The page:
City Finance Director Bonnie Wise said Tampa is pleased that the stalemate over roof repairs appears to be ending.

People who book hotel rooms in Hillsborough County are charged an extra 5 cent tourist tax for every dollar of their room charge. Part of that money pays off loans that financed the Times Forum, and Raymond James Stadium, where the Tampa Bay Buccaneers play.

Earlier this year, Norman learned that the tax raised more than was needed to meet the loan obligations. Knowing both arenas need upkeep that property taxpayers might have to pay for, he proposed using the extra money for those needs. He included Legends Field, where the New York Yankees play spring training games, saying it was a question of fairness.

City officials, including Mayor Pam Iorio, protested the idea and sought money for Convention Center roof repairs. Commissioners ultimately relented, earmarking $6-million, with strings attached.

Friday's news made John Moors, director of the Convention Center, happy for two reasons.

"I came from Toronto, so I'm a huge hockey fan," said Moors, who regularly watches the Lightning play. "It's great news that the Lightning are going to draw down on that money so we can be guaranteed they're going to stay in town."

And it means the Convention Center where he works will get a new roof.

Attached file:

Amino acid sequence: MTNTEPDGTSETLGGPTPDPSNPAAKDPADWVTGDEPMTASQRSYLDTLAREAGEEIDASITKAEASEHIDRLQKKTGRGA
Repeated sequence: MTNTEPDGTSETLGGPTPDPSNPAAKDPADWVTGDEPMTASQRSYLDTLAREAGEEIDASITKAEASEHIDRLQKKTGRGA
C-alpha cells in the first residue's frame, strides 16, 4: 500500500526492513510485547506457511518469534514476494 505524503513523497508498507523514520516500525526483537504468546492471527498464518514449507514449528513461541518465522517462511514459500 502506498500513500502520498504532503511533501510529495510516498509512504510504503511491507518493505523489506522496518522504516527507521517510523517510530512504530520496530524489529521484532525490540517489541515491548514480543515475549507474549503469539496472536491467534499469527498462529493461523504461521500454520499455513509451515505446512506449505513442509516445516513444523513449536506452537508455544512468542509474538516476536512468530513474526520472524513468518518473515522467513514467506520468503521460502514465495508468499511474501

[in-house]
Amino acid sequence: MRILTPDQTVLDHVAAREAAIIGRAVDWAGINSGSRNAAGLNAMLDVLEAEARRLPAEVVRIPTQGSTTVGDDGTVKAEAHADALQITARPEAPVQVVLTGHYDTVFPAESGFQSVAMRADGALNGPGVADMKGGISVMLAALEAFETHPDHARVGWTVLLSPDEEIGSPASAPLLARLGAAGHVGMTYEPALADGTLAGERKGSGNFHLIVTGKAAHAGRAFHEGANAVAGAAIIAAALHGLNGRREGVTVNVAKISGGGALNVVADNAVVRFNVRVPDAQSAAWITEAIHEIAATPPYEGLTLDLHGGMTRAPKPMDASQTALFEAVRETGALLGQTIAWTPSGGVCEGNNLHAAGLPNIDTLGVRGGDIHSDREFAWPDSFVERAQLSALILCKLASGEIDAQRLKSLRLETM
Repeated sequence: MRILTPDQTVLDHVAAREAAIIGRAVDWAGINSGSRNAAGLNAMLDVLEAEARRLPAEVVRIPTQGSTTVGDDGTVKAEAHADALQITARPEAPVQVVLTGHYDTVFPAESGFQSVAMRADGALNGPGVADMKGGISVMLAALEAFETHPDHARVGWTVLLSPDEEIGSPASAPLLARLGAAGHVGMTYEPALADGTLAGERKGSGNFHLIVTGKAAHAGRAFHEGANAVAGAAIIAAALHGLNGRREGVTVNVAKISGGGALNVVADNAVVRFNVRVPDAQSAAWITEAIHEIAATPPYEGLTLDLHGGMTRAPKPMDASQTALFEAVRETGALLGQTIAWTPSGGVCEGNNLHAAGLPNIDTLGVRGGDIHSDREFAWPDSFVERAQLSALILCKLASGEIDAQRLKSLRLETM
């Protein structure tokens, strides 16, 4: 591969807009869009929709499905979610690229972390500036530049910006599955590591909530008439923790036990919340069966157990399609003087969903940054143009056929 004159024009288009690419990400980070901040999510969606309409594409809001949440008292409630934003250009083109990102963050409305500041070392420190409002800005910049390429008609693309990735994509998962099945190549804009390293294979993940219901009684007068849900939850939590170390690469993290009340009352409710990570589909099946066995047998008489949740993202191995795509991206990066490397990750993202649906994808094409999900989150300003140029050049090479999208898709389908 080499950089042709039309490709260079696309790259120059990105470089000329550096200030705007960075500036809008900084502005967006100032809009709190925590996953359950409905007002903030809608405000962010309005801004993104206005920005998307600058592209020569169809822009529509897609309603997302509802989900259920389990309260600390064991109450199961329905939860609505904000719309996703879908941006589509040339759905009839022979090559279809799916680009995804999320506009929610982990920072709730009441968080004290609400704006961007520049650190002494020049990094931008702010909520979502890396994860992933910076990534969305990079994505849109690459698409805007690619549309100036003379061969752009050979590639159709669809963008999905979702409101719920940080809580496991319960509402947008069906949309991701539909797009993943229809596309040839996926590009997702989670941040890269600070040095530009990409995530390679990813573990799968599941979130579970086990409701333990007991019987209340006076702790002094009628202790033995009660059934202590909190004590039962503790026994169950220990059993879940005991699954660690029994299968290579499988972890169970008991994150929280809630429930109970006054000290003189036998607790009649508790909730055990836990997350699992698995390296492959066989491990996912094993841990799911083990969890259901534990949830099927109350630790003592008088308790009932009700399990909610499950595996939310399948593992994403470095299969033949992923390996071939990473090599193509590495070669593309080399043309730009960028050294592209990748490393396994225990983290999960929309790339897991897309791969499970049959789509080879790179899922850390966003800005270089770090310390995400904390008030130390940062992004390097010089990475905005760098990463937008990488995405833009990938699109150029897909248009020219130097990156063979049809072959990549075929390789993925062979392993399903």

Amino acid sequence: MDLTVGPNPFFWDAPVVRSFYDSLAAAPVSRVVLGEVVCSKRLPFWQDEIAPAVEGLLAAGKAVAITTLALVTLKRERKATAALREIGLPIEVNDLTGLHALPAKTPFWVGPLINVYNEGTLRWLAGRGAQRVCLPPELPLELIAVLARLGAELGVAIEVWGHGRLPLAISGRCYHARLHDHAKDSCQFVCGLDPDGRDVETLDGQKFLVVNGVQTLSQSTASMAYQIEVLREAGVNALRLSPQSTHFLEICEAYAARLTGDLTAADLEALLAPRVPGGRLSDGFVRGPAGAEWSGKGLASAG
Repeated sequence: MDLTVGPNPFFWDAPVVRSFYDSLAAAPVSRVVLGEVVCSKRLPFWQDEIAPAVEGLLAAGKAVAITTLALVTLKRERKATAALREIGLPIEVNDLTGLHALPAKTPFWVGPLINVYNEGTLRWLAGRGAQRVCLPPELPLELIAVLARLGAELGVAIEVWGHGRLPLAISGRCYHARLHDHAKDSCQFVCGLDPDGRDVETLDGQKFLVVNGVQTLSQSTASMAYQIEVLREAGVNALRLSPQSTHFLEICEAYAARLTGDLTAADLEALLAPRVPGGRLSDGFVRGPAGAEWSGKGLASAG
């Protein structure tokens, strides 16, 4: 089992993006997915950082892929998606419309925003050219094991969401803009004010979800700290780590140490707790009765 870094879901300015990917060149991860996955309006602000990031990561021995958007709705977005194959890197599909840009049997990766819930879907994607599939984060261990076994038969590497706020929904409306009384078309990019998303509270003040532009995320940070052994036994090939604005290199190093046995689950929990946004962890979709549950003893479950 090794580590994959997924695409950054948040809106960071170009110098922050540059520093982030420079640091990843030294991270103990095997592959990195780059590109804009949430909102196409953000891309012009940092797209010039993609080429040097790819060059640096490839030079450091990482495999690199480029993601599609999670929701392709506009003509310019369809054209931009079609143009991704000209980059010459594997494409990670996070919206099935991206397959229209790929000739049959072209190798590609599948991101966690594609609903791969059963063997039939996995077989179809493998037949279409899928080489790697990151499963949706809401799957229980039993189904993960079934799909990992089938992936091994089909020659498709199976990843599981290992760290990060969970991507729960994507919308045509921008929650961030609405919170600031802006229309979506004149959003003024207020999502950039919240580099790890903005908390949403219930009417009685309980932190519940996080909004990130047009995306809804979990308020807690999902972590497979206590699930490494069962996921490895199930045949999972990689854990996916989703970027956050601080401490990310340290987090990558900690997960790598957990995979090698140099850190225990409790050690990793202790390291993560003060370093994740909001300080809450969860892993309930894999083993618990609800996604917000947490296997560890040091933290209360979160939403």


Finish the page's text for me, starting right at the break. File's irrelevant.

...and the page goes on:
Hillsborough Commissioner Ken Hagan expressed appreciation for the at least "symbolic" commitment by the Lightning to remain in Tampa. But he said he also is concerned that the city will be less inclined now to help the team further to ensure hockey stays in Tampa for good.

"It's safe to say that the Lightning will not be receiving any support from the city any time soon," he said.

City Attorney David Smith said that's not true.

"We're working very hard with the Lightning and we meet with them frequently," he said. "The city is looking at a variety of options to assist the Lightning in closing the financial shortfall they are experiencing."

Henry said the team likely would seek roughly $4.5-million of the $7-million for which it is eligible in the first year of the deal. Some of that money would go toward repaying the cost of renovations and enhancements made this summer to the Times Forum's refrigeration and sound system, and to the XO Club.

The Lightning can seek up to $2-million a year thereafter.